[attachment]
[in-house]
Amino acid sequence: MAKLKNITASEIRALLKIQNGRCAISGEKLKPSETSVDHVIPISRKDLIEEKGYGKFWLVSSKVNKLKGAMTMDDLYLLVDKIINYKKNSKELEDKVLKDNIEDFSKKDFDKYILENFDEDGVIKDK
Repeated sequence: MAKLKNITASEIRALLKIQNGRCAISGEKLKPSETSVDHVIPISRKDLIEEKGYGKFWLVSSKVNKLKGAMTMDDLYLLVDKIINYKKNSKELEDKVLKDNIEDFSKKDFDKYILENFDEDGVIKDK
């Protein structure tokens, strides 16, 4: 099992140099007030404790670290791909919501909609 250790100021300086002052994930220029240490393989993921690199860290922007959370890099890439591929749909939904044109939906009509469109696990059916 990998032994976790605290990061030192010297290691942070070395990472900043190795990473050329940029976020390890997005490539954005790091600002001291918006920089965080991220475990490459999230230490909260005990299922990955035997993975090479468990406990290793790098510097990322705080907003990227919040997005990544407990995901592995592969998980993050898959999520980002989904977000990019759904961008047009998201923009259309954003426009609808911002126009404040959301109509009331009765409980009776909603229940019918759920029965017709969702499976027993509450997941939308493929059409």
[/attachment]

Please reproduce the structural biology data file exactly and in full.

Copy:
[in-house]
Amino acid sequence: MAKLKNITASEIRALLKIQNGRCAISGEKLKPSETSVDHVIPISRKDLIEEKGYGKFWLVSSKVNKLKGAMTMDDLYLLVDKIINYKKNSKELEDKVLKDNIEDFSKKDFDKYILENFDEDGVIKDK
Repeated sequence: MAKLKNITASEIRALLKIQNGRCAISGEKLKPSETSVDHVIPISRKDLIEEKGYGKFWLVSSKVNKLKGAMTMDDLYLLVDKIINYKKNSKELEDKVLKDNIEDFSKKDFDKYILENFDEDGVIKDK
């Protein structure tokens, strides 16, 4: 099992140099007030404790670290791909919501909609 250790100021300086002052994930220029240490393989993921690199860290922007959370890099890439591929749909939904044109939906009509469109696990059916 990998032994976790605290990061030192010297290691942070070395990472900043190795990473050329940029976020390890997005490539954005790091600002001291918006920089965080991220475990490459999230230490909260005990299922990955035997993975090479468990406990290793790098510097990322705080907003990227919040997005990544407990995901592995592969998980993050898959999520980002989904977000990019759904961008047009998201923009259309954003426009609808911002126009404040959301109509009331009765409980009776909603229940019918759920029965017709969702499976027993509450997941939308493929059409």